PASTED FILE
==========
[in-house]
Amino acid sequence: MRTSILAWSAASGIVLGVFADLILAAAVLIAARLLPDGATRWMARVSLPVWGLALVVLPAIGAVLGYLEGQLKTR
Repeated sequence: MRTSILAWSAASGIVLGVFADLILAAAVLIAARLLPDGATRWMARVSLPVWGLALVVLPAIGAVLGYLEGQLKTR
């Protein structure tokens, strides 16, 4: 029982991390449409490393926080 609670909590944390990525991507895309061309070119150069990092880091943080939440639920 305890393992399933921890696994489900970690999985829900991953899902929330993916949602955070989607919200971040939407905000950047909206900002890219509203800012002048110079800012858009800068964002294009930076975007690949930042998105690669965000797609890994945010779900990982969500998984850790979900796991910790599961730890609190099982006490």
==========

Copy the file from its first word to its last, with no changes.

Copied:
[in-house]
Amino acid sequence: MRTSILAWSAASGIVLGVFADLILAAAVLIAARLLPDGATRWMARVSLPVWGLALVVLPAIGAVLGYLEGQLKTR
Repeated sequence: MRTSILAWSAASGIVLGVFADLILAAAVLIAARLLPDGATRWMARVSLPVWGLALVVLPAIGAVLGYLEGQLKTR
């Protein structure tokens, strides 16, 4: 029982991390449409490393926080 609670909590944390990525991507895309061309070119150069990092880091943080939440639920 305890393992399933921890696994489900970690999985829900991953899902929330993916949602955070989607919200971040939407905000950047909206900002890219509203800012002048110079800012858009800068964002294009930076975007690949930042998105690669965000797609890994945010779900990982969500998984850790979900796991910790599961730890609190099982006490």